Results suggest that approximately 400 corridor DCFC stations are needed
to enable long-distance BEV travel along Interstate highways between cities
(where the majority of BEVs are likely to be concentrated). Understanding
driving patterns, vehicle characteristics, and charging behavior and then
prioritizing corridors and setting station spacing accordingly—as
illustrated in the network scenarios—could help optimize the utility and
economics of early-market corridor charging stations.

    Regardless of geographic scope, the analysis suggests that organizations
planning for charging infrastructure to support consumer adoption of PEVs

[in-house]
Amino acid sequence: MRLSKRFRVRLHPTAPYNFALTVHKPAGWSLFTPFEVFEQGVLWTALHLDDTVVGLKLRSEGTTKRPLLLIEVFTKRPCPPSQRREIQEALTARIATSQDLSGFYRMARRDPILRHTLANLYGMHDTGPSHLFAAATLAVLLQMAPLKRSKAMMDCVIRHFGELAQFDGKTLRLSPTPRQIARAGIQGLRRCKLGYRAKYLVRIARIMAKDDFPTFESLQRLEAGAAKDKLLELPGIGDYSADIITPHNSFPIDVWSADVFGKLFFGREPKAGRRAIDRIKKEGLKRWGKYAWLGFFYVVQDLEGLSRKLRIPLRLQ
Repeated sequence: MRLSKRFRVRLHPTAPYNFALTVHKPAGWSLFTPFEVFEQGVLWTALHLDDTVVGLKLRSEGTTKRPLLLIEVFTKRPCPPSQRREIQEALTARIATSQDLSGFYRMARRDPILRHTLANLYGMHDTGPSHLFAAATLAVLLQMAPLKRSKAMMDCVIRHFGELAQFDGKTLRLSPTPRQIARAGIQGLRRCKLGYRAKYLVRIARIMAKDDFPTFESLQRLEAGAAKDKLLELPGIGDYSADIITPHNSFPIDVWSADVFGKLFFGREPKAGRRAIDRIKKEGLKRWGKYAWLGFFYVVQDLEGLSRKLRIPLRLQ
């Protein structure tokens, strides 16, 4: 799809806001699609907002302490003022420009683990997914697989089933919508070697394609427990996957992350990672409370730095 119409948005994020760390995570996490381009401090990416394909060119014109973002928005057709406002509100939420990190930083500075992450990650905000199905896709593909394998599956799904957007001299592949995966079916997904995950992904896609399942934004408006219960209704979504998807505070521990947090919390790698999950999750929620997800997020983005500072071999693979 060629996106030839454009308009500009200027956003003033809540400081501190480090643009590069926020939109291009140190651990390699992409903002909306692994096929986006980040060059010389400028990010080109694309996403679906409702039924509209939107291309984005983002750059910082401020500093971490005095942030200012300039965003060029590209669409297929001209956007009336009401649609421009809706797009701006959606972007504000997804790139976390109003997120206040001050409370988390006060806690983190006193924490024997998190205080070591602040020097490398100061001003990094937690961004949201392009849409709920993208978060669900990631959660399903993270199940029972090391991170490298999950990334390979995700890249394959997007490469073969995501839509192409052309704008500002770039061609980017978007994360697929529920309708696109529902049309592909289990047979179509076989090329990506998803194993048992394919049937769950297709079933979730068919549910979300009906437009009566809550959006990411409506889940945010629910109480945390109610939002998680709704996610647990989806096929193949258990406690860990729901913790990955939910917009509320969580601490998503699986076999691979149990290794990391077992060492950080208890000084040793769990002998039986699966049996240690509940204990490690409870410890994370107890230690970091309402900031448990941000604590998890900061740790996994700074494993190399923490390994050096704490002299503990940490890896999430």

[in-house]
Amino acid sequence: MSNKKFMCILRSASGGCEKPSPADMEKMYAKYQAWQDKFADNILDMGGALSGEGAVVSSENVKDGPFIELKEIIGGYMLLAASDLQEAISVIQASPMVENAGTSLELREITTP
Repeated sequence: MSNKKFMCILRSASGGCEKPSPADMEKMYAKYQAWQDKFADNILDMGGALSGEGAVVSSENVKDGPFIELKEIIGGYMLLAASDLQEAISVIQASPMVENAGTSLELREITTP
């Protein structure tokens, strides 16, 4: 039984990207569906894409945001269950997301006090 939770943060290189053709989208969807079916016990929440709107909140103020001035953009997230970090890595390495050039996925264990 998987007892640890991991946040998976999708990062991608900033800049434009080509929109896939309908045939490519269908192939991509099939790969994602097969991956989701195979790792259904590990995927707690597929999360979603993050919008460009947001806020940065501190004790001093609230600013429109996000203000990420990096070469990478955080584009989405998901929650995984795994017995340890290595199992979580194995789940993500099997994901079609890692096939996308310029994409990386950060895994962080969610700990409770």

need to be aware of the importance of consumer preferences with respect to
electric range and charging behavior. Furthermore, planners should focus on
providing consumers with adequate charging coverage (particularly DCFC
supporting adoption of BEVs) while monitoring station utilization over time
and increasing charging capacity (both in terms of rated power and number of
plugs) as the PEV market continues to grow.

    The report focuses on non-residential charging equipment to meet
consumer coverage expectations and demand. Coverage and charging demand
estimates are made for where people live and the highways they travel. They
include four specific geographic areas: cities (represented in yellow),
towns (in purple), rural areas and the U.S. Interstate Highway System (red

    Mega-regions are large networks of cities with shared natural resources